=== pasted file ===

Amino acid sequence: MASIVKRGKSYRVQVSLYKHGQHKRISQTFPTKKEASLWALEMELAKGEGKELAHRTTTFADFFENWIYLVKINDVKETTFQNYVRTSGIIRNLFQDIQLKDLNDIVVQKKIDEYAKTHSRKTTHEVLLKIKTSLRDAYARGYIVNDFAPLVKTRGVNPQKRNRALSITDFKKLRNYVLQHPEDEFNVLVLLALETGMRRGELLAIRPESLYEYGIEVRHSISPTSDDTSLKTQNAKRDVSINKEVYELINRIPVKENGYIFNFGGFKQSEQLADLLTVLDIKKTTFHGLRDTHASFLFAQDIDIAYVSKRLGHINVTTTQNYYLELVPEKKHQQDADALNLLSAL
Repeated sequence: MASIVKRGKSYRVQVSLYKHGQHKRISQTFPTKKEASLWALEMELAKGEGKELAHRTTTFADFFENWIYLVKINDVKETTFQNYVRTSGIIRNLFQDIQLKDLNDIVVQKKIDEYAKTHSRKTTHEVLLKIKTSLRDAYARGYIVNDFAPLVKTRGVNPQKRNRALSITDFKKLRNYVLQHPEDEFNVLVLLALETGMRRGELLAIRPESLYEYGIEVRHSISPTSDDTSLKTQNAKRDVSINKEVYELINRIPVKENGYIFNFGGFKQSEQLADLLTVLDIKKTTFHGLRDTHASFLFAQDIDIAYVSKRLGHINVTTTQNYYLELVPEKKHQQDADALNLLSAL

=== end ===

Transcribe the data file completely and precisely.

Amino acid sequence: MASIVKRGKSYRVQVSLYKHGQHKRISQTFPTKKEASLWALEMELAKGEGKELAHRTTTFADFFENWIYLVKINDVKETTFQNYVRTSGIIRNLFQDIQLKDLNDIVVQKKIDEYAKTHSRKTTHEVLLKIKTSLRDAYARGYIVNDFAPLVKTRGVNPQKRNRALSITDFKKLRNYVLQHPEDEFNVLVLLALETGMRRGELLAIRPESLYEYGIEVRHSISPTSDDTSLKTQNAKRDVSINKEVYELINRIPVKENGYIFNFGGFKQSEQLADLLTVLDIKKTTFHGLRDTHASFLFAQDIDIAYVSKRLGHINVTTTQNYYLELVPEKKHQQDADALNLLSAL
Repeated sequence: MASIVKRGKSYRVQVSLYKHGQHKRISQTFPTKKEASLWALEMELAKGEGKELAHRTTTFADFFENWIYLVKINDVKETTFQNYVRTSGIIRNLFQDIQLKDLNDIVVQKKIDEYAKTHSRKTTHEVLLKIKTSLRDAYARGYIVNDFAPLVKTRGVNPQKRNRALSITDFKKLRNYVLQHPEDEFNVLVLLALETGMRRGELLAIRPESLYEYGIEVRHSISPTSDDTSLKTQNAKRDVSINKEVYELINRIPVKENGYIFNFGGFKQSEQLADLLTVLDIKKTTFHGLRDTHASFLFAQDIDIAYVSKRLGHINVTTTQNYYLELVPEKKHQQDADALNLLSAL